Maweni added: “We are the youth of today. We find ourselves in spaces where we are carrying hopes and dreams that are not originally ours, that we fetched from the youth of 1976; or the #feesmustfall era, and we are still trying to figure out what our individual hopes and dreams are.”
Youth dreams have not changed, added political science major, Lesedi Senamele Matlala. “We are fighting a lot of things that were there before COVID-19. We are fighting to be heard. People still have hope that things will change. I want to see everyone receive an education. We are still fighting, and we still want things to be okay.”
Tatiana Morrison, a young radio presenter and poet, said COVID-19 has awakened the youth to the fact that life is too short to play around and they may not have all the time in the world that they thought they did. Morrison agreed that young people do have the power to change their current situation and create change in their communities – as she has seen the youth do in her own community, making masks, educating children on social distancing, and so on.“I know youth actually revamping, planning, going back to school, starting businesses.”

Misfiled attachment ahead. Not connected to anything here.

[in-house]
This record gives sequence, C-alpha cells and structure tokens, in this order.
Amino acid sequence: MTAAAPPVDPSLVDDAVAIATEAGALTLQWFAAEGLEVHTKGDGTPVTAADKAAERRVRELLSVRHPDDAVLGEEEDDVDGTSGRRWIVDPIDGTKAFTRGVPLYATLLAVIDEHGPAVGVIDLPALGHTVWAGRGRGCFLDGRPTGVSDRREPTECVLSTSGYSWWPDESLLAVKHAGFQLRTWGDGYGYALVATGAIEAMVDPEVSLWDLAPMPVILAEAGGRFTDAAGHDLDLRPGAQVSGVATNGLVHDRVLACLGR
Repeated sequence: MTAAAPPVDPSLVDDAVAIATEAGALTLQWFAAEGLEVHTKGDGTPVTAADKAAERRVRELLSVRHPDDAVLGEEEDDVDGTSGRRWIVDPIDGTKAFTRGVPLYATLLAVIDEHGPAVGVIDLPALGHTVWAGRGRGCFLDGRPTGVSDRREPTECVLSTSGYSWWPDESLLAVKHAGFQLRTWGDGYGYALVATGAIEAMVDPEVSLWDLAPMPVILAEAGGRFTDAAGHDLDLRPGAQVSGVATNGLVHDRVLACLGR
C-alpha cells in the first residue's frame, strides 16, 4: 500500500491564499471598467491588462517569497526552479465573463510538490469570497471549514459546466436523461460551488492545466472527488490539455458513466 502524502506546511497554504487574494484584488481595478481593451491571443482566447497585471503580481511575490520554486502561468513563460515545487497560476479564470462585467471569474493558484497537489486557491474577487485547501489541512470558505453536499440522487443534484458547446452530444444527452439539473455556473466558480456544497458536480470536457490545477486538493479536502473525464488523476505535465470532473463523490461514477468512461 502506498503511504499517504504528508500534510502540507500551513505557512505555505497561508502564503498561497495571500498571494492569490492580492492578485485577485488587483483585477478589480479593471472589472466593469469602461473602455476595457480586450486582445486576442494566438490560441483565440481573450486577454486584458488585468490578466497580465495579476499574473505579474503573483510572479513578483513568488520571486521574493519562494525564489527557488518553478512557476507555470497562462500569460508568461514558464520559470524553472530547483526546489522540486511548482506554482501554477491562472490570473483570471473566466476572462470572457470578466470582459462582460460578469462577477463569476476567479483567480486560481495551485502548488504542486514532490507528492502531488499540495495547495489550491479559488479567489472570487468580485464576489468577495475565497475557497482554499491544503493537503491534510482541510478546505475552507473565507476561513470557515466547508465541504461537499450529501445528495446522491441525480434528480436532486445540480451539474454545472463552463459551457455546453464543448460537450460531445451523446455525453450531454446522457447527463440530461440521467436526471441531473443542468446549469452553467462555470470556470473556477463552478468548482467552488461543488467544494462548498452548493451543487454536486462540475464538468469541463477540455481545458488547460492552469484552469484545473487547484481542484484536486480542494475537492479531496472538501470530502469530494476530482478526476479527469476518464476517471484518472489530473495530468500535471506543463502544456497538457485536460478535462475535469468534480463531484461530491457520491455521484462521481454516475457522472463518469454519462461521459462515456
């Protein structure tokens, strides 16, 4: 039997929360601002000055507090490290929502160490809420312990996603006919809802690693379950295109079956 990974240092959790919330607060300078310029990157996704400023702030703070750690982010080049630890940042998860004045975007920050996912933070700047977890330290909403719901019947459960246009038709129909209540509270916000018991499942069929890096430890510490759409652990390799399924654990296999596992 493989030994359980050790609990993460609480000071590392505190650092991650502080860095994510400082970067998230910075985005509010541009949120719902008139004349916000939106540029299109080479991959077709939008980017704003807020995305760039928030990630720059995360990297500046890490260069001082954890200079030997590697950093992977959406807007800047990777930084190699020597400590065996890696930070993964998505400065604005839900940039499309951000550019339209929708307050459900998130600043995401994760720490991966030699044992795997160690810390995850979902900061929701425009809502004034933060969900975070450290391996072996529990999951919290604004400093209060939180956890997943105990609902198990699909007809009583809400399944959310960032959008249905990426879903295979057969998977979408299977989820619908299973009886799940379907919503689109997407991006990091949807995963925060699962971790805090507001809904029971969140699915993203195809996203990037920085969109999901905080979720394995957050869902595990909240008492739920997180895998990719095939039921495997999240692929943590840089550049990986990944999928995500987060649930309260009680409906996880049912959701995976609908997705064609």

Youth activator, Yonela Rontle Poswa was also encouraged by youth in her community making and selling food after losing jobs under lockdown. “This lockdown has changed our way of thinking. Instead of being boxed in, having to go to an office by 8am, I have seen people creating their own businesses, becoming their own bosses and employing others.”
On social media
Under lockdown, Maweni said youth voices had moved to dominate on social media. “We are not really locked up in terms of our thoughts. We have media platforms where we can voice our thoughts on the pandemic. This is not permanent. Young people can use this time to revamp themselves.” Petersen agreed, saying social media had become a way for the youth to share their lived experiences under the pandemic.
Matlala, who also gives motivational talks, disagreed that the youth were “unlocking” ideas on social media or influencing youth issues. Scott, who is on the SRC at her tertiary institution, feels strongly that the youth are not using the power they could voice through social media: “Social media could be used to advance our power but it isn’t. Social media is also a place of insult. There is so much potential for the platforms to be used for the great good, but it does not mean we have any power… because we have failed to use it, our power is either limited or coincidental.” Activator Alfred Claasen said the dreams of the youth are being interrupted by social issues that existed before Covid and will exist after Covid; and that his dreams were about a principled and ethical society in which the youth could thrive. Student Clenton Mogapi, who also works at assisting with keeping students in school, added: “Matters are only addressed when we take to social media to highlight specific issues.”He emphasised that the youth still dream, despite Covid; but that everything that comes next, will have to be dealt with by this generation of youth.